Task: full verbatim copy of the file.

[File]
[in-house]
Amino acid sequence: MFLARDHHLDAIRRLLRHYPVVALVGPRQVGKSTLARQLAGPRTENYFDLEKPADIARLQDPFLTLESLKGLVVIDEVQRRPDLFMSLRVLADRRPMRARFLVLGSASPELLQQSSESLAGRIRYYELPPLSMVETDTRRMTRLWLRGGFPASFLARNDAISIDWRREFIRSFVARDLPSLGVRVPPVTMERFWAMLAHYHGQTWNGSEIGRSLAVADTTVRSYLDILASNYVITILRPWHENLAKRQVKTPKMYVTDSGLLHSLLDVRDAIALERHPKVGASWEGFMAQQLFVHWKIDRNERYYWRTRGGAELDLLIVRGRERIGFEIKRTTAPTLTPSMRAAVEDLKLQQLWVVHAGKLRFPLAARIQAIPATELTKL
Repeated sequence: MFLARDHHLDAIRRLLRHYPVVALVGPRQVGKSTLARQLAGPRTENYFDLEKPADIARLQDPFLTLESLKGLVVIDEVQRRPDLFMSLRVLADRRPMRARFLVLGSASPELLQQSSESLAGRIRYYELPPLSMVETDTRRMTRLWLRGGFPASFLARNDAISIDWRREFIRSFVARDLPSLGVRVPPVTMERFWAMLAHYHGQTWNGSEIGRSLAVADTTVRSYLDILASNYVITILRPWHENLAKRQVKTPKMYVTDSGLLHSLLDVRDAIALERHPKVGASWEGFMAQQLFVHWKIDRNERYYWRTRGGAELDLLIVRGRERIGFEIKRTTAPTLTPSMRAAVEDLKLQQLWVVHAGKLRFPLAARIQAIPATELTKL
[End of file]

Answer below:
[in-house]
Amino acid sequence: MFLARDHHLDAIRRLLRHYPVVALVGPRQVGKSTLARQLAGPRTENYFDLEKPADIARLQDPFLTLESLKGLVVIDEVQRRPDLFMSLRVLADRRPMRARFLVLGSASPELLQQSSESLAGRIRYYELPPLSMVETDTRRMTRLWLRGGFPASFLARNDAISIDWRREFIRSFVARDLPSLGVRVPPVTMERFWAMLAHYHGQTWNGSEIGRSLAVADTTVRSYLDILASNYVITILRPWHENLAKRQVKTPKMYVTDSGLLHSLLDVRDAIALERHPKVGASWEGFMAQQLFVHWKIDRNERYYWRTRGGAELDLLIVRGRERIGFEIKRTTAPTLTPSMRAAVEDLKLQQLWVVHAGKLRFPLAARIQAIPATELTKL
Repeated sequence: MFLARDHHLDAIRRLLRHYPVVALVGPRQVGKSTLARQLAGPRTENYFDLEKPADIARLQDPFLTLESLKGLVVIDEVQRRPDLFMSLRVLADRRPMRARFLVLGSASPELLQQSSESLAGRIRYYELPPLSMVETDTRRMTRLWLRGGFPASFLARNDAISIDWRREFIRSFVARDLPSLGVRVPPVTMERFWAMLAHYHGQTWNGSEIGRSLAVADTTVRSYLDILASNYVITILRPWHENLAKRQVKTPKMYVTDSGLLHSLLDVRDAIALERHPKVGASWEGFMAQQLFVHWKIDRNERYYWRTRGGAELDLLIVRGRERIGFEIKRTTAPTLTPSMRAAVEDLKLQQLWVVHAGKLRFPLAARIQAIPATELTKL